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Here's a demo of "Rubber Ring":






And two great live versions of "Left Of The Dial":





Wednesday, 11 May 2011

Tuesday, 10 May 2011

The Beekeeper playlist...

As mentioned before, Steve Horry and my (first ever) comic, The Beekeeper, is up (you can download the PDF for free from the site).  I also made a Spotify playlist, each song corresponding loosely to a page.  Though, Pulp-like, we ask that you please do not listen to the playlists while reading the comic.  Steve is also going to post a playlist of what he was listening to whilst drawing The Beekeeper (I expect lots of Scott Walker ; ).

As Spotify is still missing lots of music (as a musician I hate that songwriters get a RIDICULOUSLY small royalty from it, but like the fact that you can now preview albums before you buy them), I was forced to make some substitutions, which I thought I'd post here, as they are ACE songs.  Though the songs I ended up using work very nicely as well.

For page 2, I had originally wanted Future Bible Heroes' "I'm A Vampire".  A song that just SCREAMS AWESOME, or rather throws a shout of AWESOME ventriloquist-like out over the dancefloor as its cool self lingers around the edges, watching the proceedings with a lustful glee in its eye.




And for page 5, the page beginning with The Apiarist's door, I thought Chainsaw Kittens' "Connie, I've Found The Door" would work perfectly:


Monday, 9 May 2011

John Frusciante - "Lever Pulled"...

Continuing in the lush melancholic vein of yesterday (though this one's got some dirt in it as well), John Frusciante's "Lever Pulled" is another achingly beautiful piece of music.  A general air of shadow-and-light-specked-greys, the vocal melody is transcendent.  Or rather, encompasses all the grit and glory of gunning for transcendence.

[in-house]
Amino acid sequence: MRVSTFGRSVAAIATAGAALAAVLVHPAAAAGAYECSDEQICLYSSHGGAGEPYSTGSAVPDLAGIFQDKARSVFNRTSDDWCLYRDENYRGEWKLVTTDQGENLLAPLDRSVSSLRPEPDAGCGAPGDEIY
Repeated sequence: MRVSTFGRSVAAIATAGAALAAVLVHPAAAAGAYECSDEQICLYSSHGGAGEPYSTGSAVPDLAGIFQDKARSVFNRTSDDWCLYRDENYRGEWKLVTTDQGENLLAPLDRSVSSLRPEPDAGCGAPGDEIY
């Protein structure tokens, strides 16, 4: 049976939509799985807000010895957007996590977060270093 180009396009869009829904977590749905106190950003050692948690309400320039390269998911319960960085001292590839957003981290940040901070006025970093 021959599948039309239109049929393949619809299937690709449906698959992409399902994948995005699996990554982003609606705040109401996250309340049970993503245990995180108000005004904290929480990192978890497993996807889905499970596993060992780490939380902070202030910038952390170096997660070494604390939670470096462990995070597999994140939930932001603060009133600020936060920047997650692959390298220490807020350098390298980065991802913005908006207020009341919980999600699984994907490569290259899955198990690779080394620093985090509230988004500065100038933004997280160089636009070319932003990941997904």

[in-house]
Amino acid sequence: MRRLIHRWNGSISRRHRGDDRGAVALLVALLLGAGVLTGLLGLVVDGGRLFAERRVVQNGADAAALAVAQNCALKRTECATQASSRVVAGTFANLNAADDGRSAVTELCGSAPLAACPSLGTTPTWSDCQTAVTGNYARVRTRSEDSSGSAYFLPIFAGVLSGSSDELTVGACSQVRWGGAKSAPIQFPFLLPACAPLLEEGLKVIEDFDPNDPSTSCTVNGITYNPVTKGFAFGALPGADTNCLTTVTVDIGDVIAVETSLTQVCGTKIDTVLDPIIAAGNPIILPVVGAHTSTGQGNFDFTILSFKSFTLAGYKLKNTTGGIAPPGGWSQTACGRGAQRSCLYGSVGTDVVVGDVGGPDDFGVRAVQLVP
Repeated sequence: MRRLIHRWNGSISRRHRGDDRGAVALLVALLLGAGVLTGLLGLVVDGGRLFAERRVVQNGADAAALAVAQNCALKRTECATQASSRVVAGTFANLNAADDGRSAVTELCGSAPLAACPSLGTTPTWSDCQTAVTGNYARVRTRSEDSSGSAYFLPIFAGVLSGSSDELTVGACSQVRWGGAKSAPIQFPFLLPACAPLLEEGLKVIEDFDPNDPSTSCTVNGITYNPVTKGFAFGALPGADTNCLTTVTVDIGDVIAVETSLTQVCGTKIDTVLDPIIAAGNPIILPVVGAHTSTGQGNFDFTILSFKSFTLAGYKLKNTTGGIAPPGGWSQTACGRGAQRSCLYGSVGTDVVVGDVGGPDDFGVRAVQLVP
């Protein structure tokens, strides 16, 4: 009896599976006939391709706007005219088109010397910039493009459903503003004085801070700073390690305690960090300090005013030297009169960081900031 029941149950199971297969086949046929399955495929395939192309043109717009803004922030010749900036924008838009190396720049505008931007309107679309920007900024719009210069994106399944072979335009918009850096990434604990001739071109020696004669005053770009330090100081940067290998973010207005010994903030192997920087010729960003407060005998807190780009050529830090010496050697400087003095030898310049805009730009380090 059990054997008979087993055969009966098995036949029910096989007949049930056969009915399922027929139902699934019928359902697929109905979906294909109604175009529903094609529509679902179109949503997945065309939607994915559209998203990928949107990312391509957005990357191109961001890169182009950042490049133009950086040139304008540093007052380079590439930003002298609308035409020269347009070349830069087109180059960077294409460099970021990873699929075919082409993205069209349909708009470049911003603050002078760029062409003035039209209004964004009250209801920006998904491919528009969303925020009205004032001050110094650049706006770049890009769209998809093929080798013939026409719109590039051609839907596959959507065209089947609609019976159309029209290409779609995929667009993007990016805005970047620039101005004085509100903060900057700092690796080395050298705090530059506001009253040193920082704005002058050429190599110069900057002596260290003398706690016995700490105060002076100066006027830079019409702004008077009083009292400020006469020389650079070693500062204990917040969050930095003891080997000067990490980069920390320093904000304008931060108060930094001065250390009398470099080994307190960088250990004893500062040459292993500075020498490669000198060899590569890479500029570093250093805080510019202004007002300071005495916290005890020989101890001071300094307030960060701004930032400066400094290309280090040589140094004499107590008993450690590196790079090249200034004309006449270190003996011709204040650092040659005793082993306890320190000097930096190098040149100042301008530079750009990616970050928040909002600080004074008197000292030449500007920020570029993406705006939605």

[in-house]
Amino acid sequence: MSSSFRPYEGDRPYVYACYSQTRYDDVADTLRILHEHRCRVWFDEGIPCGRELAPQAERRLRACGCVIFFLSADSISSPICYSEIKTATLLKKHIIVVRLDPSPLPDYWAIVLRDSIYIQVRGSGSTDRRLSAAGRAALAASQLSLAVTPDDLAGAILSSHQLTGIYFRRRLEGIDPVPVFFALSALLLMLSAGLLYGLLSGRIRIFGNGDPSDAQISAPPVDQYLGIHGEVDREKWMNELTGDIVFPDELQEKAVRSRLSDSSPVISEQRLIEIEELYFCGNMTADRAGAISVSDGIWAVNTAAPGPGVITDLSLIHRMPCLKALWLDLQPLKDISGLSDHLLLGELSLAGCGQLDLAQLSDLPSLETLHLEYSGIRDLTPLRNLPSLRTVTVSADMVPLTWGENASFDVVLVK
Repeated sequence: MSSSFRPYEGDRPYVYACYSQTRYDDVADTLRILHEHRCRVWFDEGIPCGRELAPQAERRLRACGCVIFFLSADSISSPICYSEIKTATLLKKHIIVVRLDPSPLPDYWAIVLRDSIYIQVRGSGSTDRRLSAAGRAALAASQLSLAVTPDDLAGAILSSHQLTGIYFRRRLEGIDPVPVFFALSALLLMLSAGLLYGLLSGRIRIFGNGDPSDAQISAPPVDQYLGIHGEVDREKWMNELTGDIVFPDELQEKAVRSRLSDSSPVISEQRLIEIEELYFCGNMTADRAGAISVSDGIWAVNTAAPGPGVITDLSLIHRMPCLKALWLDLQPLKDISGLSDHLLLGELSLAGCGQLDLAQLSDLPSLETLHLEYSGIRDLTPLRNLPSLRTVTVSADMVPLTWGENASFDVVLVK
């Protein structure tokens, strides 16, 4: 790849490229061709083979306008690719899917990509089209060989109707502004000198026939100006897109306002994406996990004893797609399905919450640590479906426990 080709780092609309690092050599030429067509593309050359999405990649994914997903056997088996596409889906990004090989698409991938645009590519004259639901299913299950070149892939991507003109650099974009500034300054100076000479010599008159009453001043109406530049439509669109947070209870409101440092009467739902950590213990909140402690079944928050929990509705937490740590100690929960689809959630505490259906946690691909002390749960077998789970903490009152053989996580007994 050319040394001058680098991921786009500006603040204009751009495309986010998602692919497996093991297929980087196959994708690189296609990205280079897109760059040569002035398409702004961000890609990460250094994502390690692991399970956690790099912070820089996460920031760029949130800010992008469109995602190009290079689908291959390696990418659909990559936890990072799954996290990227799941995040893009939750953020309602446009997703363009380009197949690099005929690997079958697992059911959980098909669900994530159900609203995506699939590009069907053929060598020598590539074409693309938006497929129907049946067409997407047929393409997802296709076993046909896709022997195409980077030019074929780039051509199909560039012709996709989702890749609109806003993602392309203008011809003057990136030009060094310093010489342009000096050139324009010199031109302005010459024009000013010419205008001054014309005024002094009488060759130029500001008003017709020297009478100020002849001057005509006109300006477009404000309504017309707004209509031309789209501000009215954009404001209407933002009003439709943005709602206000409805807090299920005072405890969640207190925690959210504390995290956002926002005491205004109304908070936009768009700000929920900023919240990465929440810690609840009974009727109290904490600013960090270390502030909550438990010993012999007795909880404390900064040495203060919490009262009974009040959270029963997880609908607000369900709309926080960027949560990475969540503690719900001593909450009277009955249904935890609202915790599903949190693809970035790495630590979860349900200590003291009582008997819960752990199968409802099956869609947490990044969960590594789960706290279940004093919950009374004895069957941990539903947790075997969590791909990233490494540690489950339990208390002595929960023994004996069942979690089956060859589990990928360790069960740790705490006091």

John's music has always meant a lot to me.  I got into the Red Hot Chili Peppers in the time between "Mother's Milk"and "Blood Sugar Sex Magik", shortly before they got huge.  I didn't keep up with them after John left the band the first time, and am only now getting around to listening to their work once he rejoined.  Same for his later solo work, buying one album at a time and really getting to know it.  This lovely song is from "Curtains". 

Reading interviews with John when I was 15 and 16 had a tremendous impact on my knowloedge and appreciation of music, learning about Captain BeefheartFunkadelicKeith Levene & early P.I.L.James Honeyman Scott, as well as many others, and for this I have always been thankful.

Sunday, 8 May 2011

Damon Albarn - "Dying Isn't Easy"...

On the train back to London last night, Steve was telling us how the next Nuisance Band's covers set will be Blur.  (If you like dancing to Britpop, from its heights to its most obscure, Nuisance is the club night for you).  And this reminded me of Damon Albarn's gorgeous song tucked away at the end of the 'Ordinary Decent Criminal' soundtrack, "Dying Isn't Easy".  I've always been stunned by this song's beauty, its lush melancholy you inhale deeply and let it linger until you let out a sigh of exquisite pleasure at the end's backing vocals, "just when I needed, needed you".





I remember paying upwards of $30 for this soundtrack on import when it came out in 2000 and I still needed to own everything Blur ever did.  It was totally worth it for this alone, with the added bonus of Bis' AWESOME "Eurodisco".

Saturday, 7 May 2011